Sunday, September 4, 2016

Does individual human flourishing require entrepreneurial qualities?


In case some of my friends and relatives think that I have chosen this question just to provoke them, I should note at the outset that the entrepreneurial qualities I have in mind don’t necessarily involve a desire to obtain great wealth. Ordinary people often, and increasingly, benefit from such qualities in their search for rewarding employment.

When I was young it seemed possible for most people in relatively high income countries to choose a career suited to their personal abilities and inclinations, obtain the qualifications necessary to pursue that career and then look forward to working in the same occupation until their retirement. It seemed possible for people to plan their lives around stable career paths, in order to obtain the optimal combination of income, interesting work, job security, or whatever else they were seeking. Educational opportunities depended to a larger extent on wealth and/or ability, and career opportunities for women were more restricted that at present. Nevertheless, everyone who applied themselves diligently was predicted to end up having a successful career.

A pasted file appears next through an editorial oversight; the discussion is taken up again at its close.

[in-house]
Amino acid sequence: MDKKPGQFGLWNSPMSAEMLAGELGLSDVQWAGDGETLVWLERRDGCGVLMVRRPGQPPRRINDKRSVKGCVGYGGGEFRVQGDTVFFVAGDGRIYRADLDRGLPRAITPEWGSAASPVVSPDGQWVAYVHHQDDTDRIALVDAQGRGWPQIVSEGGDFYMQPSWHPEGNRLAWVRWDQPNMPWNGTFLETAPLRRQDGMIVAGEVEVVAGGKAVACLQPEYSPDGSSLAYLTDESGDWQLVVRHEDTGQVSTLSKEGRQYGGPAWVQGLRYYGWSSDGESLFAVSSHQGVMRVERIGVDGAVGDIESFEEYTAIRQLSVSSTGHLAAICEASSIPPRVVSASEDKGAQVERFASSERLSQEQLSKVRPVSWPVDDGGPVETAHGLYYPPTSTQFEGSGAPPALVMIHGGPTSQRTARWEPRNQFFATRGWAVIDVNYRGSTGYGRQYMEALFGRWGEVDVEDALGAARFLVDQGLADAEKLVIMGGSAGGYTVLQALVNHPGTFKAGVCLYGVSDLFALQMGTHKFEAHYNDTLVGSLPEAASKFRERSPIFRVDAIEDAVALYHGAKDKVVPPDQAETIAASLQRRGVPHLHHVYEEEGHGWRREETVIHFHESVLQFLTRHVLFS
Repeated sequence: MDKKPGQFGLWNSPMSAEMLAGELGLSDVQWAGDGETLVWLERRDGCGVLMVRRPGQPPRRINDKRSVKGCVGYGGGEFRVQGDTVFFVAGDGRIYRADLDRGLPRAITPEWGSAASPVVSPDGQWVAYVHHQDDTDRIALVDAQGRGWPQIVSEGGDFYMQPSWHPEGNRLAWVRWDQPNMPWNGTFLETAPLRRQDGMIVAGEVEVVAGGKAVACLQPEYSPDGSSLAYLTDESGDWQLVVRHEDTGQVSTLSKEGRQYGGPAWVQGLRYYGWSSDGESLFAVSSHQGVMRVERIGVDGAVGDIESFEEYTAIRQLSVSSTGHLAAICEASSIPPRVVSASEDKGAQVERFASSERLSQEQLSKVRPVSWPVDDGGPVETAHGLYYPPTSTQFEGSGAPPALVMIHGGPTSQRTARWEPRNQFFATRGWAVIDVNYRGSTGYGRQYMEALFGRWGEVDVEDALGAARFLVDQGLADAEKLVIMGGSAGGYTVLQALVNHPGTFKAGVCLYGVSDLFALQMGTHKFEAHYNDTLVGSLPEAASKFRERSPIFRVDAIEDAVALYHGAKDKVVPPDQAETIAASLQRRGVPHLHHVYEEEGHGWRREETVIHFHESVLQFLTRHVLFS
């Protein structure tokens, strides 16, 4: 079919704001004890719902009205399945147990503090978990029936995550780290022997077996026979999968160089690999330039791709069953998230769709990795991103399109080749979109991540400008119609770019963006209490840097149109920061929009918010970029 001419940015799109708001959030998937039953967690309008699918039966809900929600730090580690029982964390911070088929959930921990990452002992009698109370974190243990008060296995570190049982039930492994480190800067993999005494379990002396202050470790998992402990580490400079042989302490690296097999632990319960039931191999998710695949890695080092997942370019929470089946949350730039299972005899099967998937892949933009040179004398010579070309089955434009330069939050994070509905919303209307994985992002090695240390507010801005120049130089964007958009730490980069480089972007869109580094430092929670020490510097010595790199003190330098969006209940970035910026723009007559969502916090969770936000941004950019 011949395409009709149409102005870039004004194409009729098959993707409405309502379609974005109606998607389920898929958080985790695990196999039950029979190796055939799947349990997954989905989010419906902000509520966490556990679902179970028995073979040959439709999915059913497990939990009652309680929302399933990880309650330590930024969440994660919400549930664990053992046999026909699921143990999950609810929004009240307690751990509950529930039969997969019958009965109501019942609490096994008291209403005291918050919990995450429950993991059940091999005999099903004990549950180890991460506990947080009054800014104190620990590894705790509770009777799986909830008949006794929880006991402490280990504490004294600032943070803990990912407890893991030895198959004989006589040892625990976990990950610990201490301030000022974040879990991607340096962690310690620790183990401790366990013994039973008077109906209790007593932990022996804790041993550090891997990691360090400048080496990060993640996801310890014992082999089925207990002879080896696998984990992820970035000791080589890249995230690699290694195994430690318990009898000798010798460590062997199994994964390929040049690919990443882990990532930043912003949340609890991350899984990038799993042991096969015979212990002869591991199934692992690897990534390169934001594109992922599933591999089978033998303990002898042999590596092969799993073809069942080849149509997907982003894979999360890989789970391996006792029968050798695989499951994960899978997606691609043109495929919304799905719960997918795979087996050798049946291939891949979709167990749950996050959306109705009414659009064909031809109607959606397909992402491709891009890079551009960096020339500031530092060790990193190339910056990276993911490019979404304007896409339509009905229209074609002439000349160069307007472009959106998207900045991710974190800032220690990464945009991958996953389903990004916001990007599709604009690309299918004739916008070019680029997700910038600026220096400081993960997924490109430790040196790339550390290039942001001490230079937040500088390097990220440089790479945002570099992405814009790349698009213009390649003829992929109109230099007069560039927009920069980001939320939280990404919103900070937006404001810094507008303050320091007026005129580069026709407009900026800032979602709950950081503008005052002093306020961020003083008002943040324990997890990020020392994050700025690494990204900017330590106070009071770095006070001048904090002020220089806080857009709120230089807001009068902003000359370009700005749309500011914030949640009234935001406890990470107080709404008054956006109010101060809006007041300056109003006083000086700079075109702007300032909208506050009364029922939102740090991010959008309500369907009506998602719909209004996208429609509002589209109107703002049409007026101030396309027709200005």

From an individual's perspective, such predictions were always problematic. For one reason or another, some people were more successful than predicted. Others made mistakes in their career choices and either changed paths, or came to perceive themselves as square pegs trying to fit into round holes. There was always a lot of adjustment going on in the labour market as people moved between firms and industries in search of better opportunities, or as a result of retrenchments. Most people ended up with satisfying careers, but some didn’t.

These days there is much greater uncertainty about whether young people will be able to pursue the careers they prepare for, even though educational opportunities are more widely available. Predictions can be made about the kinds of skills that are likely to be in demand in future (see, for example a post I wrote last year on this question) but we cannot be confident that any particular academic pursuits (including STEM subjects) will necessarily produce the skills that potential employers might want.  Acquiring useful skills and obtaining rewarding employment seems to be becoming more akin to an entrepreneurial process of discovering and gearing up to supply a market niche.

In thinking about the process of skill acquisition and job search it may be helpful to reflect upon Israel Kirzner’s view of the way entrepreneurial decision-making differs from economizing decision-making i.e. efficient use of known means to achieve known ends. Kirzner notes that entrepreneurial decision-making requires a posture of alertness: